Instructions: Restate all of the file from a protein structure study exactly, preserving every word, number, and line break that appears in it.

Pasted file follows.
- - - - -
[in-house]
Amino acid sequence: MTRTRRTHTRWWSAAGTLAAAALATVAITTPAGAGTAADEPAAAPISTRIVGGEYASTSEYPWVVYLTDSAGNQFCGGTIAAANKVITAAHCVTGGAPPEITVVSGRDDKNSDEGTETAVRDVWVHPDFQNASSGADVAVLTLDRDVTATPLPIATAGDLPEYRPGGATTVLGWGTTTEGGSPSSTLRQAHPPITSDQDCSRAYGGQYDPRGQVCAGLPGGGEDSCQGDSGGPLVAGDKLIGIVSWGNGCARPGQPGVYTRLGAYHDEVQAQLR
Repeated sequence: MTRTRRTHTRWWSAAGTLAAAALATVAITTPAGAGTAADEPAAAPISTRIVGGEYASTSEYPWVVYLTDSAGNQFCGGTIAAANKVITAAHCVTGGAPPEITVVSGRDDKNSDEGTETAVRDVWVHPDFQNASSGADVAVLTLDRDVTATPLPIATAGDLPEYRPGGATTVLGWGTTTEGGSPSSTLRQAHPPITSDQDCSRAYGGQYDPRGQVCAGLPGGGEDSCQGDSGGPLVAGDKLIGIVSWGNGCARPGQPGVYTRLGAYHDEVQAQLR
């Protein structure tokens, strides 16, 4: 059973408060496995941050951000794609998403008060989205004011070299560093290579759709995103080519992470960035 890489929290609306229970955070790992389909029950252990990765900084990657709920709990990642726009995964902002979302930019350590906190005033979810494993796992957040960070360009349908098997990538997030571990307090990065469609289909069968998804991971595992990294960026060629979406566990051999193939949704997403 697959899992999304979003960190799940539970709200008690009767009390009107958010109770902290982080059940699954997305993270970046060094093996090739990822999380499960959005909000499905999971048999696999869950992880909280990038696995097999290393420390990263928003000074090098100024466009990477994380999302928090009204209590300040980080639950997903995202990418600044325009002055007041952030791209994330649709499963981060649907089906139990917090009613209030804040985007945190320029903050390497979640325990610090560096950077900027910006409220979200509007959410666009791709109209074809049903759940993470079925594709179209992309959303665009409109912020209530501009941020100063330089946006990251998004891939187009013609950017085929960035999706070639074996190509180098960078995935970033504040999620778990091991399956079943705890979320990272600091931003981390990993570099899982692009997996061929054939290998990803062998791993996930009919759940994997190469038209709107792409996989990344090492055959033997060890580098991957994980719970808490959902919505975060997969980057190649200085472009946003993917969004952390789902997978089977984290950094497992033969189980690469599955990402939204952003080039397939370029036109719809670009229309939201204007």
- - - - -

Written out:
[in-house]
Amino acid sequence: MTRTRRTHTRWWSAAGTLAAAALATVAITTPAGAGTAADEPAAAPISTRIVGGEYASTSEYPWVVYLTDSAGNQFCGGTIAAANKVITAAHCVTGGAPPEITVVSGRDDKNSDEGTETAVRDVWVHPDFQNASSGADVAVLTLDRDVTATPLPIATAGDLPEYRPGGATTVLGWGTTTEGGSPSSTLRQAHPPITSDQDCSRAYGGQYDPRGQVCAGLPGGGEDSCQGDSGGPLVAGDKLIGIVSWGNGCARPGQPGVYTRLGAYHDEVQAQLR
Repeated sequence: MTRTRRTHTRWWSAAGTLAAAALATVAITTPAGAGTAADEPAAAPISTRIVGGEYASTSEYPWVVYLTDSAGNQFCGGTIAAANKVITAAHCVTGGAPPEITVVSGRDDKNSDEGTETAVRDVWVHPDFQNASSGADVAVLTLDRDVTATPLPIATAGDLPEYRPGGATTVLGWGTTTEGGSPSSTLRQAHPPITSDQDCSRAYGGQYDPRGQVCAGLPGGGEDSCQGDSGGPLVAGDKLIGIVSWGNGCARPGQPGVYTRLGAYHDEVQAQLR
């Protein structure tokens, strides 16, 4: 059973408060496995941050951000794609998403008060989205004011070299560093290579759709995103080519992470960035 890489929290609306229970955070790992389909029950252990990765900084990657709920709990990642726009995964902002979302930019350590906190005033979810494993796992957040960070360009349908098997990538997030571990307090990065469609289909069968998804991971595992990294960026060629979406566990051999193939949704997403 697959899992999304979003960190799940539970709200008690009767009390009107958010109770902290982080059940699954997305993270970046060094093996090739990822999380499960959005909000499905999971048999696999869950992880909280990038696995097999290393420390990263928003000074090098100024466009990477994380999302928090009204209590300040980080639950997903995202990418600044325009002055007041952030791209994330649709499963981060649907089906139990917090009613209030804040985007945190320029903050390497979640325990610090560096950077900027910006409220979200509007959410666009791709109209074809049903759940993470079925594709179209992309959303665009409109912020209530501009941020100063330089946006990251998004891939187009013609950017085929960035999706070639074996190509180098960078995935970033504040999620778990091991399956079943705890979320990272600091931003981390990993570099899982692009997996061929054939290998990803062998791993996930009919759940994997190469038209709107792409996989990344090492055959033997060890580098991957994980719970808490959902919505975060997969980057190649200085472009946003993917969004952390789902997978089977984290950094497992033969189980690469599955990402939204952003080039397939370029036109719809670009229309939201204007």